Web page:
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BUSINESS MONDAY: Spotlight on Shiro Ramen & Market—“Meshiagare!” (bon appetit!)

While many new restaurants are opening up optimistically, others are struggling to support their staff and make a profit. Here’s the story of one establishment that has been feeding locals and visitors for 23 years.

“People come in every day and say, ‘I had no idea this place existed. How long have you been open?’ I’m constantly amazed by that, after being in business for 23 years and having the market since 2018.” — Harry Yu

“I’m a very traditional, hard-working guy,” begins Harry Yu, owner of Shiro Ramen & Market in Great Barrington. “But I’ve been taught by hard reality when it comes to running a restaurant business.” That reality has forced him to make challenging choices to stay alive in a town where locals are having an equally hard time keeping up with inflation and tourism from out-of-towners is often dependent on the weather.

“I can diagnose the problem,” he continues, “but I don’t know the cure.” This “hard reality” is a growing problem for many Berkshire restaurants, given that food and housing costs continue to rise, employees disappear, and expectations exceed what any owner/manager can hope to provide and still stay in business. As Yu readily acknowledges, “I cannot be the only one who feels this way.”

While many new restaurants are opening up optimistically, others are struggling to support their staff and make a profit. Though the warning bells have been sounding, and loyal locals are making great efforts to keep their favorite places open, our “hard reality” as customers is that unless we start stepping up more consistently, the doors may continue closing.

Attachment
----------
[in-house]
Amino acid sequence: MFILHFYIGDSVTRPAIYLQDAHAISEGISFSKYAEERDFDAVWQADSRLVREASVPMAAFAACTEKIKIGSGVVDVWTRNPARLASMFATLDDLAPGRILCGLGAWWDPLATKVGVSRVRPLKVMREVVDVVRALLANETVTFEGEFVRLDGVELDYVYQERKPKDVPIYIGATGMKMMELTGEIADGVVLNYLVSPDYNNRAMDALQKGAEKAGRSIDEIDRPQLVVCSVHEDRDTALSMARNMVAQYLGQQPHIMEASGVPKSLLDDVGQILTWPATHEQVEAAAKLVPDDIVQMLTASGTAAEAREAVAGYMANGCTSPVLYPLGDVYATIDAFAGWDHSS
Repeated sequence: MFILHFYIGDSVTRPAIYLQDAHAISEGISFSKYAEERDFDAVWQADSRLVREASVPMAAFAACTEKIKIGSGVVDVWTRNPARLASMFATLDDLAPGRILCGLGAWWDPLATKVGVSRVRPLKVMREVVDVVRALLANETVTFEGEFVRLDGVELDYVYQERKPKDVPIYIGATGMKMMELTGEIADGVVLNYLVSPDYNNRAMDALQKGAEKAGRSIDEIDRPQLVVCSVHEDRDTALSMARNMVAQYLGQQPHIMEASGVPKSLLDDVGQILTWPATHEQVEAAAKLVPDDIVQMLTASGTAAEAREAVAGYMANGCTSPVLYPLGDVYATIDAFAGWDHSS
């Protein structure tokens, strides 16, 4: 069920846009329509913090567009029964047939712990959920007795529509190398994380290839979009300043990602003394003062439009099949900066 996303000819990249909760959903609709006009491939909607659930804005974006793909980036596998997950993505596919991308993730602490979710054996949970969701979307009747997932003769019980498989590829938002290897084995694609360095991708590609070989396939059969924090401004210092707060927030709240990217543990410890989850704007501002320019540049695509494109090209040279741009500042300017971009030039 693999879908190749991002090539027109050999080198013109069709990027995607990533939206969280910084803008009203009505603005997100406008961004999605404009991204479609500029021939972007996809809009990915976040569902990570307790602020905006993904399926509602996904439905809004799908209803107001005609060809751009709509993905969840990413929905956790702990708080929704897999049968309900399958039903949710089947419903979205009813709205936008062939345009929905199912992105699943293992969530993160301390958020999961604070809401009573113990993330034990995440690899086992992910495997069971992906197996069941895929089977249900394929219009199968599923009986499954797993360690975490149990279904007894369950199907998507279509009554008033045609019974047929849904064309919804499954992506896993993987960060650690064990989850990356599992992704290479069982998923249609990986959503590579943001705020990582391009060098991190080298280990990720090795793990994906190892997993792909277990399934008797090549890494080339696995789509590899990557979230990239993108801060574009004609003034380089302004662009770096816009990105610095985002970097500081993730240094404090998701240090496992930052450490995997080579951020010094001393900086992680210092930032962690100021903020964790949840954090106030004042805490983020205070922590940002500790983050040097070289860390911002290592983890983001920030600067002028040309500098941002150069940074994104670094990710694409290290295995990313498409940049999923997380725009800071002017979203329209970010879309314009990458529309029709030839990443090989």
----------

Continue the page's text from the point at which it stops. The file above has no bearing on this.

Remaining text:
Coming to America

Encouraged by his father to leave his home country, Harry Yu moved to the U.S. at age 24, filled with “the American dream” most immigrants carry on their journey here—and the belief that leaving China would provide greater freedom and possibilities.

Hearing that Cantonese speakers on the West Coast often looked down on those who spoke Mandarin (referred to as putonghua or the “common language” by residents of Hong Kong and southern provinces), Yu spent his first year in New York City and other spots up and down the East Coast. During this time, he worked 14-hour days in Chinese restaurants where the food was as cheap as the pay. “You could get a bowl of lo mein for $7.95, compared to a plate of spaghetti and meatballs at a neighboring Italian restaurant for $12.95,” he recalls.

The lure of Great Barrington

Yu came to the Berkshires a year after immigrating, planning to settle in Northampton based on an article in “The Berkshire Record.” The “positive energy” he observed in Great Barrington at the time swayed him, however. He remembers seeing people dancing in the street during a drumming festival and meeting “so many interesting artists, musicians, and photographers.” It felt like the right place to launch a business.